Hyatt Centric, Edinburgh

It might sound odd that the City of Edinburgh Council would feel the need to get involved in the hotel market. After all, demand for rooms in the Scottish capital is the second highest in the UK after London. However, in some ways the city is a victim of its own success. 

Some years ago, the Edinburgh International Conference Centre (EICC) realised that it had a problem. It was successfully attracting major international events, but hotels were increasingly unwilling to accept block bookings from the EICC ahead of conferences and the like due to the fact that they knew, rightly, that their rooms would fill up closer to the time at far higher rates.

“The EICC was finding it really difficult to get hotel rooms, so they were missing out on big events,” says Finney. “The local hotels were selling rooms so expensively that they they were quite happy to not sell it to the conference centre and tie their rooms up two years in advance when they knew they could profit at the last minute.”

As a result, EICC, a wholly owned subsidiary of the council, decided that it wanted greater control in order to retain and enhance its competitive edge. Ultimately, the council decided that it would take a lease on the potential building, effectively providing a guarantee to an international hotel brand. In June 2022, Hyatt Hotels Corporation announced that it had entered a franchise agreement with the EICC for a 350-bedroom Hyatt Centric.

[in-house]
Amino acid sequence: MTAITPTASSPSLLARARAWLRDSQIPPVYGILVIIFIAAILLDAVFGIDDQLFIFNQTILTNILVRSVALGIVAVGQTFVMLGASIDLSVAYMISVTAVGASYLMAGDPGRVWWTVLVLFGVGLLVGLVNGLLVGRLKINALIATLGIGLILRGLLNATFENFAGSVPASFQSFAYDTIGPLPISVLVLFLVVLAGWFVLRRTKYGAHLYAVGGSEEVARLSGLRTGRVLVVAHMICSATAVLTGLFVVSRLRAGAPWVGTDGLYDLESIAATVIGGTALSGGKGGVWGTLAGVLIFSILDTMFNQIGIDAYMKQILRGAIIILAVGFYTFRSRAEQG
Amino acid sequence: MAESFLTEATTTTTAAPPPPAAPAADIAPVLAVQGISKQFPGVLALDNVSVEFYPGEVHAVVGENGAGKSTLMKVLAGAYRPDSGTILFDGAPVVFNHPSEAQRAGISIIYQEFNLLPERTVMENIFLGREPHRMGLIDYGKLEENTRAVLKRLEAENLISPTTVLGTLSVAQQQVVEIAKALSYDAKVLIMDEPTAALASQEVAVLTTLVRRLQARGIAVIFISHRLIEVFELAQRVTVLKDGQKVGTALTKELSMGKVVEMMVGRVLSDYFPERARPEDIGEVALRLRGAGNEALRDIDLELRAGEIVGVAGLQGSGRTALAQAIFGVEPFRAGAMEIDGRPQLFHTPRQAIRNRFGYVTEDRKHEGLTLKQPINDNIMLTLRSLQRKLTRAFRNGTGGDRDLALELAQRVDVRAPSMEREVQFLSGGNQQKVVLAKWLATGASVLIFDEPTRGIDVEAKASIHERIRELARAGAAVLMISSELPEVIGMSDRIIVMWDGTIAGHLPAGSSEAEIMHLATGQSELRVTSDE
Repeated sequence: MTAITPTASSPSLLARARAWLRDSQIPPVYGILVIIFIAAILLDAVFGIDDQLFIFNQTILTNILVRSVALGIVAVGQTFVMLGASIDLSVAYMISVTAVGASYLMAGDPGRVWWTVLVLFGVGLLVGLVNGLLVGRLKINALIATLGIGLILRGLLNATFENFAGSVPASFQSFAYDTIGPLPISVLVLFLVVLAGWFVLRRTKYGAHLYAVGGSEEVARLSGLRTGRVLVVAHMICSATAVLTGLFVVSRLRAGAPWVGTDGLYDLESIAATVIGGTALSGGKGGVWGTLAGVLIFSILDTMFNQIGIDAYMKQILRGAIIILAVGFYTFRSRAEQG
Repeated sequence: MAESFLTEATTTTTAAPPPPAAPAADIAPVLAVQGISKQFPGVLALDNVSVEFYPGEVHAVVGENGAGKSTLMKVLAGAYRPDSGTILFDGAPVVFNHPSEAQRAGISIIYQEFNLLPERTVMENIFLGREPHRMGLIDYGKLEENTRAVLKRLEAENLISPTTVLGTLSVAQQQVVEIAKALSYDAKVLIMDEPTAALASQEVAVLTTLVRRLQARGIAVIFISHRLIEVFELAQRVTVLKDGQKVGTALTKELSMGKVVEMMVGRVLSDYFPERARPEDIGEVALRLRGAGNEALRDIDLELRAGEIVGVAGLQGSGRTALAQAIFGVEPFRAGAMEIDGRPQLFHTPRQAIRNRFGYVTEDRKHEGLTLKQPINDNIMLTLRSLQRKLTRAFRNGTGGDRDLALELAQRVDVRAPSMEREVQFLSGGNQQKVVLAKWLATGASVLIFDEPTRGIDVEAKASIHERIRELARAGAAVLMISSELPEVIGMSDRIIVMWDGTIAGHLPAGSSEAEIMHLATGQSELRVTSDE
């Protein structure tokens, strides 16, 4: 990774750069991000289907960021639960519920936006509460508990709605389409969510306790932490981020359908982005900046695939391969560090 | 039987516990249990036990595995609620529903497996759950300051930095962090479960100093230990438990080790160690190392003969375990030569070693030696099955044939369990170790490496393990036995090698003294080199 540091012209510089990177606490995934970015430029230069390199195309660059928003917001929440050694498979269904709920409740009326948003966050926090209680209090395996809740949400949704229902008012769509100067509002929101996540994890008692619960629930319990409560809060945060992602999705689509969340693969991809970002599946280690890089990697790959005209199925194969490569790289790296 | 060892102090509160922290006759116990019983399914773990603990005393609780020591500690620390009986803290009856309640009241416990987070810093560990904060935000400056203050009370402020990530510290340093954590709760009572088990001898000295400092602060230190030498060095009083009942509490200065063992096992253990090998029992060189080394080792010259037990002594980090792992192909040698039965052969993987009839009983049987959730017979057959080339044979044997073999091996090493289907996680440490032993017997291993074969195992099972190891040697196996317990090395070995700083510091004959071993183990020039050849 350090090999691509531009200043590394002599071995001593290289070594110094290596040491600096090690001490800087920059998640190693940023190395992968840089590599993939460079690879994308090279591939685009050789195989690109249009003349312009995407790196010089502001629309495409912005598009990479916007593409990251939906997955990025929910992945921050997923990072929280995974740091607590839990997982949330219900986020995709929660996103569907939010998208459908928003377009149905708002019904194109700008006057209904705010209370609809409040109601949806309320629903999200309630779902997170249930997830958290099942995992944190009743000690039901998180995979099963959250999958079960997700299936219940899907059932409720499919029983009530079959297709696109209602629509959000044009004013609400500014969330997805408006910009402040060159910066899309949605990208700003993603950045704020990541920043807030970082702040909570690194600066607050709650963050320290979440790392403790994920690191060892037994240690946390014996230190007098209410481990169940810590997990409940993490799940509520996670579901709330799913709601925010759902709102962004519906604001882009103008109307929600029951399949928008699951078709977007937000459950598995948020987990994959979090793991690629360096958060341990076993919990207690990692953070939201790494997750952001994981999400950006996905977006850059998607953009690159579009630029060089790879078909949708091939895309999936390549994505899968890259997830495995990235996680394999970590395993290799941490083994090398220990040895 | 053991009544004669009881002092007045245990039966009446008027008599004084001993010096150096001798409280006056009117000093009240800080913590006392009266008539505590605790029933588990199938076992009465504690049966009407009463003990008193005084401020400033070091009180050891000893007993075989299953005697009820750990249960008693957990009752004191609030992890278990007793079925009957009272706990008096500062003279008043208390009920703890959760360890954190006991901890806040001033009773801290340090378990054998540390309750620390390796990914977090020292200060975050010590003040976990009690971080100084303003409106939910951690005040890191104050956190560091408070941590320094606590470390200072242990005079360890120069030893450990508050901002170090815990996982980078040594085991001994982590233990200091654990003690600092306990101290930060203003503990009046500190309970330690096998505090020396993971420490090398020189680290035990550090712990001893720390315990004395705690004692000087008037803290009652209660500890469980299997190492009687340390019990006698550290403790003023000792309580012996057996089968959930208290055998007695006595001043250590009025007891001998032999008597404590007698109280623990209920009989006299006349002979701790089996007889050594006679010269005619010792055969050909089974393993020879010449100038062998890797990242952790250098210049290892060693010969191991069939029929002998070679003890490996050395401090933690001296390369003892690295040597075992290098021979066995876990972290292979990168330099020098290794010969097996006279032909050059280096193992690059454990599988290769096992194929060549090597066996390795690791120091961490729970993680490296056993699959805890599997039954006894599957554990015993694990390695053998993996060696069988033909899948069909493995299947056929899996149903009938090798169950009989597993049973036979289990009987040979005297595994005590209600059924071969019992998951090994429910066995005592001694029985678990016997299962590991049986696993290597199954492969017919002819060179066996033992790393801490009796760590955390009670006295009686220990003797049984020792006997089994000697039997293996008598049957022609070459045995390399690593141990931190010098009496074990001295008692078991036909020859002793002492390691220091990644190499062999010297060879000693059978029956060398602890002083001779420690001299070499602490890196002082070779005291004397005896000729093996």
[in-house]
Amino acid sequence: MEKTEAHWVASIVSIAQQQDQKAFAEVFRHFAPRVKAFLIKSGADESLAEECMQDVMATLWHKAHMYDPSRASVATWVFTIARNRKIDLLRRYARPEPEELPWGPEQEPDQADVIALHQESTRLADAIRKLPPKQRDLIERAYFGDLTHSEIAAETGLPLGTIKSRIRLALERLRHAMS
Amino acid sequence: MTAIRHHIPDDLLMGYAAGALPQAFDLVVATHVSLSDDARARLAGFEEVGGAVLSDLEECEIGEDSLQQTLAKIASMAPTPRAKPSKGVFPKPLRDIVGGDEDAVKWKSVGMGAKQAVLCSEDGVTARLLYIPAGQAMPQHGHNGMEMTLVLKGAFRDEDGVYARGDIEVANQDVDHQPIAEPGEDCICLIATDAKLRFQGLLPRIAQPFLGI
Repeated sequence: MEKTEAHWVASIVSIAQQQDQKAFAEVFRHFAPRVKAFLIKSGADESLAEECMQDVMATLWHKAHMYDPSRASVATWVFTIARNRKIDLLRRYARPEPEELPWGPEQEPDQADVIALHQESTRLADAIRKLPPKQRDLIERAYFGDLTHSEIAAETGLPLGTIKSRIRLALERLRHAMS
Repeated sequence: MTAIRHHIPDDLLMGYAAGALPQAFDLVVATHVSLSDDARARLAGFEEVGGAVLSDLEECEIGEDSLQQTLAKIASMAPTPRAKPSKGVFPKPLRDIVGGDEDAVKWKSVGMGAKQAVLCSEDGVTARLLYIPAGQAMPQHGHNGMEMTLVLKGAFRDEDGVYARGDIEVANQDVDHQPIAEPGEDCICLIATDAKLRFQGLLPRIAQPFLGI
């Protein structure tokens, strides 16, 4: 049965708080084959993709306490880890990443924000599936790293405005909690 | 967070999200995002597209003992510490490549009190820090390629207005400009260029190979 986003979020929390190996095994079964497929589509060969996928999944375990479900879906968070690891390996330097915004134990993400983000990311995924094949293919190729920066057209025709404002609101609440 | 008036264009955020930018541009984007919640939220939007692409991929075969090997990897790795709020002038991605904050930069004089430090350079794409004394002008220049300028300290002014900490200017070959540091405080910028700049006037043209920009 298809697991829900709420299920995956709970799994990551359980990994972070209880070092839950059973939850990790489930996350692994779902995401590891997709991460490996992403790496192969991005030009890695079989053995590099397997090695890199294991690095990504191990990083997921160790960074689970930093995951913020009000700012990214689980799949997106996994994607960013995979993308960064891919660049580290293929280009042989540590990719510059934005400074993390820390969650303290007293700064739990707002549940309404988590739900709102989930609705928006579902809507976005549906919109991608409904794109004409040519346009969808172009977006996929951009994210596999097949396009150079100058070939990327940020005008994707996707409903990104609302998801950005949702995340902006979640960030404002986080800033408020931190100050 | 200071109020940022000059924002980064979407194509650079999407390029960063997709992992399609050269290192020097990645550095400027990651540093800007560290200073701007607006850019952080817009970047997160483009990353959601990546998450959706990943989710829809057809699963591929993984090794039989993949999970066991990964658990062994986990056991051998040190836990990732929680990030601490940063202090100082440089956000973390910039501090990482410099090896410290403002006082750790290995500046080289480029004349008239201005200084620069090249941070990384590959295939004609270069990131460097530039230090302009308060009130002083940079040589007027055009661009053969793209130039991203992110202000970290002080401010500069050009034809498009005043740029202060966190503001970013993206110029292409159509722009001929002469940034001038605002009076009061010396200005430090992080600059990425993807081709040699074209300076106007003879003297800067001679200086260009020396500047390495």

The project should also provide wider benefits due to the council’s involvement. Hospitality skills in Edinburgh are notoriously think on the ground, so it was decided to include a “hotel school” on the site in addition to the hotel. Itself, which it is hoped will help operators in the city and offer opportunities for local people. 

“Importantly, the initiative enables us to create a pipeline of talent that speaks to key drivers for enterprise and skills development in the region,” says Audrey Cumberford, principal and CEO at Edinburgh College, which is signed up as the college partner to the hotel school. “[It’s] a new model for industry/education collaboration.”